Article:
or Connect
ChefTalk.com › ChefTalk Cooking Forums › Food & Equipment Reviews › Cooking Knife Reviews › 'Good' Knives? Shun, Mac, Etc.
New Posts  All Forums:Forum Nav:

'Good' Knives? Shun, Mac, Etc.

post #1 of 5
Thread Starter 

First off, disclaimer, I'm NOT a chef, even a home chef, as much as my family thinks I am--I don't have the skills, I'm just good at following recipes and following my instincts. I do have a Shun Classic, 8" chef, I got it for $60 because there's a couple 1/4mm nicks in the edge.  And surprisingly, despite me being left-handed, it seems to fit very well-- though I've barely used it, I want to learn how to sharpen it right, first.

 

It's gorgeous, but I've been researching and I'm realizing more and more that while it's a 'good' knife, it's more show than performance.  I also know that it won't be 'good' until I can fix the edge, I've got a 400/1000/3000 waterstone set I'm learning on with some of my cheap knives, like mom's old $5 Ginsu "cook's knife" that's half straight edged and half scalloped/serrated (stamped stainless, so beat up the edge's rolled over in places)

 

But I want more, I want to *learn*, there aren't any cooking schools around, or anyplace I can really go to learn, other than teaching myself, and asking "the experts".  I don't want to be just 'a cook', I want to be a good cook, I don't know if I’ll ever get to the point I'd deserve the title 'chef', though I'd like to someday.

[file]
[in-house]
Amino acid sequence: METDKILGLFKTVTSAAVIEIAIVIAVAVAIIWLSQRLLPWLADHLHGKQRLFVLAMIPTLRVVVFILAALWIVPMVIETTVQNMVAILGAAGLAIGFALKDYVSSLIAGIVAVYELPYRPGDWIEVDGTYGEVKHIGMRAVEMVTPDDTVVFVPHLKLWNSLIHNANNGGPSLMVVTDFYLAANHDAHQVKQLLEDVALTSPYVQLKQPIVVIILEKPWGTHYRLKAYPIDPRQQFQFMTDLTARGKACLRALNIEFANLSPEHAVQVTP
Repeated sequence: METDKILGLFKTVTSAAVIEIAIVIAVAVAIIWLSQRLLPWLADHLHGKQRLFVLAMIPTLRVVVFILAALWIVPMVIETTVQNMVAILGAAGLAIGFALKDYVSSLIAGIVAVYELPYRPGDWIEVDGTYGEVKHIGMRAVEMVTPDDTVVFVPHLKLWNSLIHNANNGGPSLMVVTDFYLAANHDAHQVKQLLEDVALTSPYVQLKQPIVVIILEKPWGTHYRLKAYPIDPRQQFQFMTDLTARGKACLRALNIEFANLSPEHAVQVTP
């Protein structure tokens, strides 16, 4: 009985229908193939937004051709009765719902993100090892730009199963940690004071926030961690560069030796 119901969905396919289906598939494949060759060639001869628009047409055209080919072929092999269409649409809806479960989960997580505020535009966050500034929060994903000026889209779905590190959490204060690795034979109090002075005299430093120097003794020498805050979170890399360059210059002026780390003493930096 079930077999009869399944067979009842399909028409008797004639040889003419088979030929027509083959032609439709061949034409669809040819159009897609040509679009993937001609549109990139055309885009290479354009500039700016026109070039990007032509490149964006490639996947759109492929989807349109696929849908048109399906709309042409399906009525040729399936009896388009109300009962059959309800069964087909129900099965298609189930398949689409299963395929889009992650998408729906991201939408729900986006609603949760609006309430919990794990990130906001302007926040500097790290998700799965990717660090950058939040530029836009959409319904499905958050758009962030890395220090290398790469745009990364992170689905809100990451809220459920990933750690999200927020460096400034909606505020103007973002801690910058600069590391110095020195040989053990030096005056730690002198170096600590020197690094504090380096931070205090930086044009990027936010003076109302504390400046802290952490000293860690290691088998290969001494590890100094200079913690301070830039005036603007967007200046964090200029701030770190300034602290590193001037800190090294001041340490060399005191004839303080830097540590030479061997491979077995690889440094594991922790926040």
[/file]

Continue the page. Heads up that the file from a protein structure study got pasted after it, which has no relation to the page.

I've been taught for years, even back when I went thru a 'swords are awesome' phase as a kid, "The right blade is an extension of your hand, your thoughts" -- it needs to fit you.   I know better than to delude myself into thinking I need to drop $1,000 on a Kiritsuke on amazon, or even $900 on a Shun classic student set, to be "a chef". It's the skills more than the knife, but I want a good knife even so, it'll help. I want something good, that'll keep an edge, last me to 10/20/30yrs if maintained right... I want a knife (or knives) that can travel with me along that 'road to being a chef', without costing close to a month's income for a set. (i.e. $700/800/900+)

 

This Shun was an impulse buy, mainly because I know enough to know it'll keep an edge if I treat it right and it's, admittedly, a beautiful knife. (I nearly fainted when I saw the Fuji line on eBay, those are outright gorgeous, but works of art more than 'working knives'... but the price is enough to give you a heart attack!)

 

But enough of my 02:30 rambling, I came here for questions!

 

1.   I'd prefer a Japanese knife (fond of the bevel mainly), but realistically I'm not sure if it'd work for 'general use' in my situation, I don't know what's out there though other than names and hearsay, don't know what's good, what's junk, what's overpriced mediocrity.  So, I'm asking you...  where do I start?  The "kitchen outlet store" downtown has some Wusthof and Henkels, but it's their bottom end lines, best I can tell not much better than stainless ('primero' and 'gourmet' I think, though they had a 'twin star' or two that were factory 2nds, but no chefs in that line)